Pakistan: Mukhtaran Mai fears being killed

Mukhtaran Mai was gangraped on the orders of a village council in 2002.

Updated: Apr 22, 2011, 13:46 PM IST

Multan: Mukhtaran Mai, a Pakistani victim of a village council-sanctioned gangrape, has expressed fears that she might be killed by the accused acquitted by the Supreme Court on Thursday.

Mai was gangraped on the orders of a village council in 2002 as a punishment because her brother - who was just 12 years old at that time - was judged to have offended the honour of a powerful clan by allegedly having an affair with one of its women.

Mai was an illiterate villager at the time of the attack, but she defied taboos and shot to global fame by speaking out about her ordeal and taking her attackers to court.

Mai had accused 14 men of being involved in raping her, and in 2002, a court sentenced six of them to death while acquitting the others, citing a lack of evidence.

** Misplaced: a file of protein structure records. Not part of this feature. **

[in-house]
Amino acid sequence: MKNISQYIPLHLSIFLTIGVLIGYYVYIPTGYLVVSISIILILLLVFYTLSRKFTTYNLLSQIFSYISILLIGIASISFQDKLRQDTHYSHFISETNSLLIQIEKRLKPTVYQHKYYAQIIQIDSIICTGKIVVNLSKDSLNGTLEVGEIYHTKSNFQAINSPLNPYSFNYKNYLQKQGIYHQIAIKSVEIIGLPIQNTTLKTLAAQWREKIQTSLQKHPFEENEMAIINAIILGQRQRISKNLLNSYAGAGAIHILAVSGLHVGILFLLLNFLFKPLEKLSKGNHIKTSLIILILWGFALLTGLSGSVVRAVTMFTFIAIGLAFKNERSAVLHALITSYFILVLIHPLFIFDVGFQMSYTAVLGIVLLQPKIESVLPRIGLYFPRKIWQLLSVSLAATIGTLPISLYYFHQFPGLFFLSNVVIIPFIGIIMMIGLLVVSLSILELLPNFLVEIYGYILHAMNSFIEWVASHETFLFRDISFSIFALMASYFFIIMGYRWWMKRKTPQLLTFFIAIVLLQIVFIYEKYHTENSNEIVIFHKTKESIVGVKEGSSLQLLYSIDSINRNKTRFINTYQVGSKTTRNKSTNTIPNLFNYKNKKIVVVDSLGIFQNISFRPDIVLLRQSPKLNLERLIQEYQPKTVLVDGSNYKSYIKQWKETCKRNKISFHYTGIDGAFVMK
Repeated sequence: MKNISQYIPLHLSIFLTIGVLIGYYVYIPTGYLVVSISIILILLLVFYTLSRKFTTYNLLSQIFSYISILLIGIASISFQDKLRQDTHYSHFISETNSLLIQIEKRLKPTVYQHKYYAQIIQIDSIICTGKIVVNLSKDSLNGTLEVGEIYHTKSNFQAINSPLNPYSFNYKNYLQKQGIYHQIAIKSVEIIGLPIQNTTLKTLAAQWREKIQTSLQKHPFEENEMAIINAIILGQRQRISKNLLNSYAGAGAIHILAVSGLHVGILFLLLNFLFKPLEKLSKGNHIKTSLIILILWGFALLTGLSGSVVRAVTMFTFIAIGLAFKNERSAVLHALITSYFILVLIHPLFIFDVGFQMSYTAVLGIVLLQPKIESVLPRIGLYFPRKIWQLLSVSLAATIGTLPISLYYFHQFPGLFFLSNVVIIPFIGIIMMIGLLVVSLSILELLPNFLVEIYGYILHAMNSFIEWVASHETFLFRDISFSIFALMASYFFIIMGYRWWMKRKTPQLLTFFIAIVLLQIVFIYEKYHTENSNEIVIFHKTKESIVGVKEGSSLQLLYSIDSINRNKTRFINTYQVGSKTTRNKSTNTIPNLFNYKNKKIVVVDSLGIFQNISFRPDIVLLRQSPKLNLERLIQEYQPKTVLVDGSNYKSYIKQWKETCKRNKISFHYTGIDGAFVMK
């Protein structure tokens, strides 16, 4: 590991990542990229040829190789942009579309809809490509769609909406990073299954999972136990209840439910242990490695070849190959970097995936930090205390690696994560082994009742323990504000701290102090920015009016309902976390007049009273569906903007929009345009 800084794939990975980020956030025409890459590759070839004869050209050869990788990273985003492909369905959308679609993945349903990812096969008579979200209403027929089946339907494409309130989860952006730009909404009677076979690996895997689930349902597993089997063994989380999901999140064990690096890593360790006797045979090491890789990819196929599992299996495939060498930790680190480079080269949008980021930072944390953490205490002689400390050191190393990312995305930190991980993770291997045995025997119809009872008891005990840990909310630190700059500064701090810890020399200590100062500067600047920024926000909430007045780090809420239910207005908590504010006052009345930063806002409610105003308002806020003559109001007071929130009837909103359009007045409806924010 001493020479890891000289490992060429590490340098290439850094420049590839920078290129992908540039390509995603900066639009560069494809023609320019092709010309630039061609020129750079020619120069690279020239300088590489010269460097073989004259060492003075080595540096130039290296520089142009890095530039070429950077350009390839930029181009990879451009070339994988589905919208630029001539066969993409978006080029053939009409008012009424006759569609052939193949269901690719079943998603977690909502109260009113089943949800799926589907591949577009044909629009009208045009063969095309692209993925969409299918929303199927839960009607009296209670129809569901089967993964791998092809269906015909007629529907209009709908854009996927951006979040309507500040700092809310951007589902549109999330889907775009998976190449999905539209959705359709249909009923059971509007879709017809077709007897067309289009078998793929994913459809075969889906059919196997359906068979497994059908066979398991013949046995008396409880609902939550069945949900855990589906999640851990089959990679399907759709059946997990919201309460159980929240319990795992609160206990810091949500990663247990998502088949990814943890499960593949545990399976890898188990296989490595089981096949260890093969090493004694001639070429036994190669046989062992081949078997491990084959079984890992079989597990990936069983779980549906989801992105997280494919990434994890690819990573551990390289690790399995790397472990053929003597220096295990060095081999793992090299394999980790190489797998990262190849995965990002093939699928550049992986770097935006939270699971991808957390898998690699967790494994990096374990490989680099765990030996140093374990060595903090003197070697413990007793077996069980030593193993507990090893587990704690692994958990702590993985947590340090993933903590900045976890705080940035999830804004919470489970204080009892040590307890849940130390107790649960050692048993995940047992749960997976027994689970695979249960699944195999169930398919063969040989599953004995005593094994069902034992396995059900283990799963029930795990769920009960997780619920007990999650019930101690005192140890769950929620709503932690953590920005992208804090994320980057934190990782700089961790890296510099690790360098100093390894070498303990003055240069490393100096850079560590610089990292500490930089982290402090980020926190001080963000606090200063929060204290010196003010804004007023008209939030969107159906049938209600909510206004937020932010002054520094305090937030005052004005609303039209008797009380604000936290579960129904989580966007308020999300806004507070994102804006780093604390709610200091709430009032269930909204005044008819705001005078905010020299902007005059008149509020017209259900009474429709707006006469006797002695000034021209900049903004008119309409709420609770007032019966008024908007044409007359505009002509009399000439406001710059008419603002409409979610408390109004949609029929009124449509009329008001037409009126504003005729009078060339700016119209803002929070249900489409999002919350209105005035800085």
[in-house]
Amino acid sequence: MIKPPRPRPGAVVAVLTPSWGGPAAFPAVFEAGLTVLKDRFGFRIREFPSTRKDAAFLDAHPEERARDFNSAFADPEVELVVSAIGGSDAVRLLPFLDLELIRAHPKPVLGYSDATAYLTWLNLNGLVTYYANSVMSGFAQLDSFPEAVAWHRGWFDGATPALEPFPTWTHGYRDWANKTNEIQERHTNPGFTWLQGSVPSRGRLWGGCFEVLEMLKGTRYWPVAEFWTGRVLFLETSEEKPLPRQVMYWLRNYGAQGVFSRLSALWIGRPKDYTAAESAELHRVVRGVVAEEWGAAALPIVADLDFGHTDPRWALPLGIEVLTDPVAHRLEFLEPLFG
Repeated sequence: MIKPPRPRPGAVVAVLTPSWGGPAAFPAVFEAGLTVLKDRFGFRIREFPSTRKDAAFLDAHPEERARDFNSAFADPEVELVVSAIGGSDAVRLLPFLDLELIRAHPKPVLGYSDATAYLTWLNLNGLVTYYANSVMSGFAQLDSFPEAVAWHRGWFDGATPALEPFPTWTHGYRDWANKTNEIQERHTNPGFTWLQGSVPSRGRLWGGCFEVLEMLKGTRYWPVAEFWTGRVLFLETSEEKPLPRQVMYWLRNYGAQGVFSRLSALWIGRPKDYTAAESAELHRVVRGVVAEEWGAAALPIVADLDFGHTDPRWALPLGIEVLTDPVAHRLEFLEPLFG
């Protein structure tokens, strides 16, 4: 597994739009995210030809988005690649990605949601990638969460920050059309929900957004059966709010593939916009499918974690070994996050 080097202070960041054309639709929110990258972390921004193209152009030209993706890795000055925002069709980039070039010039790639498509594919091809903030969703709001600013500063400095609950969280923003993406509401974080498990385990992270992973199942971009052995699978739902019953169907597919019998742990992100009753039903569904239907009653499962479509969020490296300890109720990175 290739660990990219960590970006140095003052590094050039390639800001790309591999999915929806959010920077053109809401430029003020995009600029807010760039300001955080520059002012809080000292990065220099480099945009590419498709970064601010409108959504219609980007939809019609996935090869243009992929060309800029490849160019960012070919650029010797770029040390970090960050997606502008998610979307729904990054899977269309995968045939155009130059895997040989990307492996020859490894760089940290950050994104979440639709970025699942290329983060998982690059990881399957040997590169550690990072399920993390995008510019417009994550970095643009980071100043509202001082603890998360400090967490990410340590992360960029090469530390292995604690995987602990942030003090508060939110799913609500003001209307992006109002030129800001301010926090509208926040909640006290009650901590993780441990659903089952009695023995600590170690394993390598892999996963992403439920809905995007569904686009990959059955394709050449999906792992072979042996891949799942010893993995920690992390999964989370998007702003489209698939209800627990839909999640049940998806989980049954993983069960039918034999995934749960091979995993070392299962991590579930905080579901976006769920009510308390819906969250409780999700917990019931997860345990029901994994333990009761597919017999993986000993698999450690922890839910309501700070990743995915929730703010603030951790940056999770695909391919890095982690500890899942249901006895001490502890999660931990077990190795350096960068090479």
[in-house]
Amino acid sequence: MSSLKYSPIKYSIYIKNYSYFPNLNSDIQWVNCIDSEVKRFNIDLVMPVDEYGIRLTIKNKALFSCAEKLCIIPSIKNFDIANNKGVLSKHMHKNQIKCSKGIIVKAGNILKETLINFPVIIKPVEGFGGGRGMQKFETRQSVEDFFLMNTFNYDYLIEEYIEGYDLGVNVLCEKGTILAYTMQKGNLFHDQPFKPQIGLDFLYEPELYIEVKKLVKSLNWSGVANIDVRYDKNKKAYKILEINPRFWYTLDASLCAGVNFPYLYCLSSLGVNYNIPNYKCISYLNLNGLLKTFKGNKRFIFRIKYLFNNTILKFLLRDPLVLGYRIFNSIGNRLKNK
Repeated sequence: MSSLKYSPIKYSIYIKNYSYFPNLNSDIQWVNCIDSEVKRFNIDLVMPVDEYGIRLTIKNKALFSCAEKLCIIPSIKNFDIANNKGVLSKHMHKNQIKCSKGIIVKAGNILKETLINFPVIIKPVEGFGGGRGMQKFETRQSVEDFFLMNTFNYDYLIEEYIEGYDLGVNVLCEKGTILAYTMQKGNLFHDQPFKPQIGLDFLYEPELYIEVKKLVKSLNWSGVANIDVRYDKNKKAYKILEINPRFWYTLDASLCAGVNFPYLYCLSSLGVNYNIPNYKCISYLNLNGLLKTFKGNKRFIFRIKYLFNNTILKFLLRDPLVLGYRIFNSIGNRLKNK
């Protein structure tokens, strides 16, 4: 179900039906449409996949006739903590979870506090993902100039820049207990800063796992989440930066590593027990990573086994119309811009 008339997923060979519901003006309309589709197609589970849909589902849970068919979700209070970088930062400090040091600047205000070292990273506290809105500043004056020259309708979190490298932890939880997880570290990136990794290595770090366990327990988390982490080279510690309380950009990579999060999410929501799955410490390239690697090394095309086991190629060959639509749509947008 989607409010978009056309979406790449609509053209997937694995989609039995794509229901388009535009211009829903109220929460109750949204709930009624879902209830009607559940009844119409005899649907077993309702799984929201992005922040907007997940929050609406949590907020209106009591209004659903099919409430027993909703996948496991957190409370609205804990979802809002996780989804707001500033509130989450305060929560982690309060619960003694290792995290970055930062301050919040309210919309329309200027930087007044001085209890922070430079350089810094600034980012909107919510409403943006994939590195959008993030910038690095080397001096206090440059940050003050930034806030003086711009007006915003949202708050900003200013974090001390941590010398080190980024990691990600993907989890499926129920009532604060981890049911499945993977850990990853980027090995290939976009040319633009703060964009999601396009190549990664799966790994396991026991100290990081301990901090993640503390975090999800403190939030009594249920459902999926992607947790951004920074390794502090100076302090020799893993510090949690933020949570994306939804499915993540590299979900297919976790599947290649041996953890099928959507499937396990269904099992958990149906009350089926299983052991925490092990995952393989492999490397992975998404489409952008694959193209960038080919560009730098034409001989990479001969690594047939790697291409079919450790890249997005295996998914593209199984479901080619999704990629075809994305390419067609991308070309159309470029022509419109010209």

However, following an appeal, the Lahore High Court not only upheld the eight acquittals but also overturned five of the six convictions.

Mai appealed to Pakistan`s Supreme Court in 2005, but it acquitted five of the six accused in the Mukhtaran Mai gang rape case as it upheld the verdict of the Lahore High Court (LHC) on Thursday.

"I`m disappointed. Why was I made to wait for five years if this decision was to be given?" The Scotsman quoted a sobbing Mai, as saying from her village in the eastern province of Punjab shortly after the court announced the decision.

"The accused can kill me and my family when they return home," she added.

Mai, who now runs a school for girls in her village, which is funded with donations from the government and supporters at home and abroad, said that she would neither flee her village nor the country despite the claims that her life was in danger following yesterday`s court ruling, the report said.

"Life and death are in the hands of Allah ... I will not shut my school and other projects," she maintained.

Mai`s decision to defy centuries-old rural customs of repressing women by going public about her ordeal brought an international spotlight on the struggles of women in Pakistan, won her human rights awards and made her a role model for many women in Pakistan.